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1 of 1 people found the following review helpful
5.0 out of 5 stars Usable and relevant
Jeffrey Zeldman, godfather (in the non-scary, non-bloodbath sense) of the web design industry, returns to the book-publishing fray with his latest tome, the extremely usable & well-written "Designing with Web Standards".
For quite a long time most web designers have treated standards compliance with the same respect as Microsoft enjoys on Slashdot. They are nagged by...
Published on May 23 2003 by Michael G. Schmidt

versus
3.0 out of 5 stars Nice theories BUT . . .
As a CIW Master Site Designer who genuinely cares about usability, accessibility, and design consistency, I had high expectations when I purchased this book. Alas, after reading this from cover to cover, I found it to be less than satisfactory. While the author's points on usability and accessibility are useful and on the mark, some of his CSS-based design theories...
Published on Aug. 2 2003 by rahurd


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1 of 1 people found the following review helpful
5.0 out of 5 stars Usable and relevant, May 23 2003
By 
Michael G. Schmidt (San Francisco, CA United States) - See all my reviews
(REAL NAME)   
This review is from: Designing With Web Standards (Paperback)
Jeffrey Zeldman, godfather (in the non-scary, non-bloodbath sense) of the web design industry, returns to the book-publishing fray with his latest tome, the extremely usable & well-written "Designing with Web Standards".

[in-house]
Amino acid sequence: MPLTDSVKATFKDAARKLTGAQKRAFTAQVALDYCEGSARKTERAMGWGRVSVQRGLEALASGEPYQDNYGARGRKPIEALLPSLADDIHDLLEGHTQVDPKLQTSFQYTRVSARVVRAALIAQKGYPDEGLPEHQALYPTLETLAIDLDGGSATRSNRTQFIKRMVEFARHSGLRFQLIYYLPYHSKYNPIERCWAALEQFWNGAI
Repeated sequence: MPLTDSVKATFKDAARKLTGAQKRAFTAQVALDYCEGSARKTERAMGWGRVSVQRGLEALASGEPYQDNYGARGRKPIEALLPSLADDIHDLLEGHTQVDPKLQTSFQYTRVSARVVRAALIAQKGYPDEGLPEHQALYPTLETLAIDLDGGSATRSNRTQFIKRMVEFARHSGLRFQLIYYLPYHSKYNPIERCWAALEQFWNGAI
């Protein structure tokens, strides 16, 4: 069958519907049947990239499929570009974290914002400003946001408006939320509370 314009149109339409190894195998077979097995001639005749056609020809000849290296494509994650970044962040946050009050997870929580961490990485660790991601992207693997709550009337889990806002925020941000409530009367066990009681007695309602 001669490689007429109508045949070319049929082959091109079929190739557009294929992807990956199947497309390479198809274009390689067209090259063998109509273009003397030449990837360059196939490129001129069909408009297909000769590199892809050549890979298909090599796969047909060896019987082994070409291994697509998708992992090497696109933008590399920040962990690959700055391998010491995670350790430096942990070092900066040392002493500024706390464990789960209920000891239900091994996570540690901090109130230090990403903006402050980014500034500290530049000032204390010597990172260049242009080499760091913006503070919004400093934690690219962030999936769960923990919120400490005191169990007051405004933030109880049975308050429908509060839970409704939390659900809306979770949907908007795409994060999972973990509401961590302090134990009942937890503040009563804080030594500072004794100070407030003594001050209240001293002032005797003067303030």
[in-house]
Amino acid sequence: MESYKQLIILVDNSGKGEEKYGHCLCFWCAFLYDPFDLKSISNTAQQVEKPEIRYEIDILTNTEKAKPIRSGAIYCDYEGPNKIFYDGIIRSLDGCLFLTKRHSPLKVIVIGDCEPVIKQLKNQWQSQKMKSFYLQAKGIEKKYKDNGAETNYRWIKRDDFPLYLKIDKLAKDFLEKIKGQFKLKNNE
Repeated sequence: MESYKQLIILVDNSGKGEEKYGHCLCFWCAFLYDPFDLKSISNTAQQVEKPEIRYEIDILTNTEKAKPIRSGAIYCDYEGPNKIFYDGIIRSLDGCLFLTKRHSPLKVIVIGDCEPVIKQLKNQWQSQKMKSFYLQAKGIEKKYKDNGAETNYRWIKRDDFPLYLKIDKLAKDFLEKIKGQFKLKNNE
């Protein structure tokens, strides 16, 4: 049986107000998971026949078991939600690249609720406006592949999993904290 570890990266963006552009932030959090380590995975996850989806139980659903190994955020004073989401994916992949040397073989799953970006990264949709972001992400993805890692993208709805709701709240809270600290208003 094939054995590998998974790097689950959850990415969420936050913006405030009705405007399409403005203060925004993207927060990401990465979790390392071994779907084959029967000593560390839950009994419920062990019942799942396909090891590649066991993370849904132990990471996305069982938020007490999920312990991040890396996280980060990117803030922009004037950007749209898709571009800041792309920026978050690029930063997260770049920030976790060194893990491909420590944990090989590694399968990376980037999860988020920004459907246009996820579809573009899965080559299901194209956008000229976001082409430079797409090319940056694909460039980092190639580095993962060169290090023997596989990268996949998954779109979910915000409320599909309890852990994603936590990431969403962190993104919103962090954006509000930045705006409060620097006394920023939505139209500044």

For quite a long time most web designers have treated standards compliance with the same respect as Microsoft enjoys on Slashdot. They are nagged by an annoying voice in the back of their heads that scream, "design for the future" - but drown it out with the client's cries of "design for the past" and their own misapprehension that "everything should be pixel-perfect in Netscape 4".
They hack, triple-test, pet every single line of carefully-crafted HTML, spend countless days ironing out every obscure browser bug known to man, and then pull their hair out in large knots when a new browser comes along & everything breaks.
If you are one of those people (I certainly used to be), perhaps it's time to stand back & realize the obvious: standards compliance is the only way of future-proofing your sites. It's the only way of making sure that what you build today won't break tomorrow.
And fortunately for you mr. Zeldman is here to take your hand, show you where you went wrong, and guide you gently into this brave new world.
It's foolish to claim that standards compliance can solve all the problems of web development - but it's equally foolish to continue living in the past when you have an excellent book like this that can make your professional life so much easier.
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5.0 out of 5 stars Possibly one of the best web design books I've ever read..., May 16 2004
By 
Thomas Duff "Duffbert" (Portland, OR United States) - See all my reviews
(TOP 1000 REVIEWER)    (REAL NAME)